Headlines are sweeping the nation with talk about the House passing an amendment to repeal and replace Obamacare. Here are consolidated summaries of what’s included in the healthcare coverage bill from several major news organizations, credits to Kaiser Health News.

The Associated Press: A Look At The House Republican Health Care Bill
The nonpartisan Congressional Budget Office estimates that the Republican bill would result in 24 million fewer people having health insurance by 2026, compared to Obama’s 2010 statute. Here are key elements of the bill…

The Washington Post: What is in the Republican health-care bill? Questions and answers on preexisting conditions, Medicaid and more.
Would this affect the number of people with insurance in the United States? Does the bill treat domestic violence, sexual assault, Caesarean section and postpartum depression as preexisting conditions? Would adult children (up to age 26) still be able to remain on a parent’s health plan? These questions and more…

The New York Times: What’s in the AHCA: The Major Provisions of the Republican Health Bill
The House health care bill would roll back the Affordable Care Act’s expansion of Medicaid, eliminate tax penalties for people who do not have health insurance and end taxes on certain high-income people, insurers, drug companies and manufacturers of medical devices to finance the current health law. Here’s a summary…

Politico: What’s Actually In The GOP Health Care Bill
The legislation expunges Obamacare’s unpopular individual mandate requiring most Americans to have health insurance. But in its place, the bill allows insurers to charge people who have been uninsured for about two months a 30 percent surcharge on their premiums, an incentive designed to encourage people to maintain insurance coverage.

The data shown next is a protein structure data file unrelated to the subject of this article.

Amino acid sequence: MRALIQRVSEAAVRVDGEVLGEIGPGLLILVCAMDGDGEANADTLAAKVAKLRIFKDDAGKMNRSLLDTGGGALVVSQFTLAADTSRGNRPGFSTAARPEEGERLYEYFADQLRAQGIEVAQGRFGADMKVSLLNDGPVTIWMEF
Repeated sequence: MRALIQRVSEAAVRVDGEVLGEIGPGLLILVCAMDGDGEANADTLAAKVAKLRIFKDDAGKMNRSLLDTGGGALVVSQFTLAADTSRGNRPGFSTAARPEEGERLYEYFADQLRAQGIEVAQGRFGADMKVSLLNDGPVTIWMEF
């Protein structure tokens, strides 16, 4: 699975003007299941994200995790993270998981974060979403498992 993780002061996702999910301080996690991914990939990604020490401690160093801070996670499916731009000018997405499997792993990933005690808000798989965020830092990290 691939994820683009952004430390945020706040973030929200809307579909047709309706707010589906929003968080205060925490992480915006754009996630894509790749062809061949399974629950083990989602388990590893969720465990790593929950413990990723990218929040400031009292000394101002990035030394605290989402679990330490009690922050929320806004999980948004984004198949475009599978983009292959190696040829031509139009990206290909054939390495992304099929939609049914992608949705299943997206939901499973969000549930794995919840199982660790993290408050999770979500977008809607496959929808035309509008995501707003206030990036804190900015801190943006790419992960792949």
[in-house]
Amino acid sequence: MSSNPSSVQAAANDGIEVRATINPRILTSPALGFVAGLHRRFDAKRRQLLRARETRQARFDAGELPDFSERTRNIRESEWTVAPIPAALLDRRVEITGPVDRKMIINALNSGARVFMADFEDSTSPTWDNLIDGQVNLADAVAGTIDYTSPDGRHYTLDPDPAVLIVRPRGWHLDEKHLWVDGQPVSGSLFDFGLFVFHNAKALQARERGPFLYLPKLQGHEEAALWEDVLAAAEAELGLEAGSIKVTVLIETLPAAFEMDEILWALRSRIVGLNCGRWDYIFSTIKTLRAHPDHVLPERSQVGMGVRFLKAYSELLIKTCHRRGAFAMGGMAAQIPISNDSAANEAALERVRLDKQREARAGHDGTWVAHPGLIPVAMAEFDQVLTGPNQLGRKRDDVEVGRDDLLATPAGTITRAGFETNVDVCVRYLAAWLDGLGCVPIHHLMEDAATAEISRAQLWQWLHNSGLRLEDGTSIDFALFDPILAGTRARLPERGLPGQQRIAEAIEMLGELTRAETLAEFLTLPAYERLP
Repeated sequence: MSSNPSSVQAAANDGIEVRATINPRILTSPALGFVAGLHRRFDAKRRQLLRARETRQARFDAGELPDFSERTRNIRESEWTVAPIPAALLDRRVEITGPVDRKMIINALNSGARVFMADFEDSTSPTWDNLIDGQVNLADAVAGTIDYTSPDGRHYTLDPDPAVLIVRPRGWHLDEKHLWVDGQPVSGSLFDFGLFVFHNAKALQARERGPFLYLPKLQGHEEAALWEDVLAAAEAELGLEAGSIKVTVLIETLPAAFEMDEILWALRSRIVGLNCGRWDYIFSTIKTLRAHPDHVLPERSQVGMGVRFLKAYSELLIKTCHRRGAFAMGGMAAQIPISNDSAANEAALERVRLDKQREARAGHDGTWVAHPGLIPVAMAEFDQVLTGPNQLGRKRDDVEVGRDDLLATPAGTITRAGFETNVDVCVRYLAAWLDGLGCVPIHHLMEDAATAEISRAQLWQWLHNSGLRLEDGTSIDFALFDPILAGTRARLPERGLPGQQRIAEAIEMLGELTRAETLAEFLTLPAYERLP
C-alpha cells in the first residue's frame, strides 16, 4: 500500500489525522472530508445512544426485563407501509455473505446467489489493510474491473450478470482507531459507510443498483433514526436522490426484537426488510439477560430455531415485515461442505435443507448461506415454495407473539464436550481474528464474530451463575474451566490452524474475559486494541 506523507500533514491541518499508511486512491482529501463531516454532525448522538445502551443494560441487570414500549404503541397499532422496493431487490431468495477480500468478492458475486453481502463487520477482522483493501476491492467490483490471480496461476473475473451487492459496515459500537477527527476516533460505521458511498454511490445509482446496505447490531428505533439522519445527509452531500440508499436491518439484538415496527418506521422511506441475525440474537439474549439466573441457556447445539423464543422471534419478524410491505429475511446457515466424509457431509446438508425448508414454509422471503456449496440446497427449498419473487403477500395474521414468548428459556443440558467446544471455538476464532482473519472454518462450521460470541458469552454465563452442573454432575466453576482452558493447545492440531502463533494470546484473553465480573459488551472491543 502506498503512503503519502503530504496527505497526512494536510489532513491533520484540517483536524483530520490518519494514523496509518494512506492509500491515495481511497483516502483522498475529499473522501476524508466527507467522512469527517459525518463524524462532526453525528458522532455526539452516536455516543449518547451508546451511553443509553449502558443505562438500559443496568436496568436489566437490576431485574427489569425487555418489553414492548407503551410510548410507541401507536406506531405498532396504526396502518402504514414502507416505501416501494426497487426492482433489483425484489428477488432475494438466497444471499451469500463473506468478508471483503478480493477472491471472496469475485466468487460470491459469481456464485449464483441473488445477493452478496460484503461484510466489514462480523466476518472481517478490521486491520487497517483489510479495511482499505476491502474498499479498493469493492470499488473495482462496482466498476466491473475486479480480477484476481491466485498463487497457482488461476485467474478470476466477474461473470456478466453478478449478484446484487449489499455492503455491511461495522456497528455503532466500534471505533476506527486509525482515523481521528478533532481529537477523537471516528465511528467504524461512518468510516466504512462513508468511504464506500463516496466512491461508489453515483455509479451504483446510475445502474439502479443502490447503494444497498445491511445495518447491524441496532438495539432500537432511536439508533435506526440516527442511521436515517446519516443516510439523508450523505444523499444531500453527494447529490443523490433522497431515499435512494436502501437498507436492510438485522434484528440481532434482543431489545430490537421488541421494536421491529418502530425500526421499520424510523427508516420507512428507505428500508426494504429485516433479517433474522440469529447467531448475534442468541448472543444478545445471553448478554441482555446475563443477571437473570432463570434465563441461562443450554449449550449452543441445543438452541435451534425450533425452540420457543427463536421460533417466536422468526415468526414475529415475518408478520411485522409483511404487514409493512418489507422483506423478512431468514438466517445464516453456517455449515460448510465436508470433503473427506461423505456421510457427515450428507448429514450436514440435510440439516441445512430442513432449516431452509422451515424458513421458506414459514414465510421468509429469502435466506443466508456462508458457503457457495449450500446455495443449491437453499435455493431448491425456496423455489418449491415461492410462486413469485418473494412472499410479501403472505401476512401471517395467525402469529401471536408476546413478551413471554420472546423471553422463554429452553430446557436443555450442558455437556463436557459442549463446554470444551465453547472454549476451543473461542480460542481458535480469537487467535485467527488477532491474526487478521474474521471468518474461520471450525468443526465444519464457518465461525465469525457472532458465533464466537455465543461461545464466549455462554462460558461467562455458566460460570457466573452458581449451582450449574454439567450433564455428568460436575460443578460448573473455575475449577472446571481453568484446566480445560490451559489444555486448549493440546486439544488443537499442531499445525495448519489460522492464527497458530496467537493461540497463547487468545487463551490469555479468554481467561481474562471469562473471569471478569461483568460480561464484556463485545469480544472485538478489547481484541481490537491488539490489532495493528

NPR: Here’s What’s In The House Republican’s Health Care Bill
The House Republican plan would eliminate the income-based tax credits and subsidies available under the Affordable Care Act, replacing them with age-based tax credits ranging from $2,000 a year for people in their 20s to $4,000 a year for those older than 60.

Stay tuned as we learn what the final outcome of this bill will be, including any potential amendments, and how it will affect employers.

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Laura Lancaster, PHR, SHRM-CP

Author Laura Lancaster, PHR, SHRM-CP

Along with being a Master of Human Resources, Laura is a master of communicating and provides her clients with world-class customer service. She can really cut some rug on the country swing dance floor and enjoys musical theater in between motorcycle rides.

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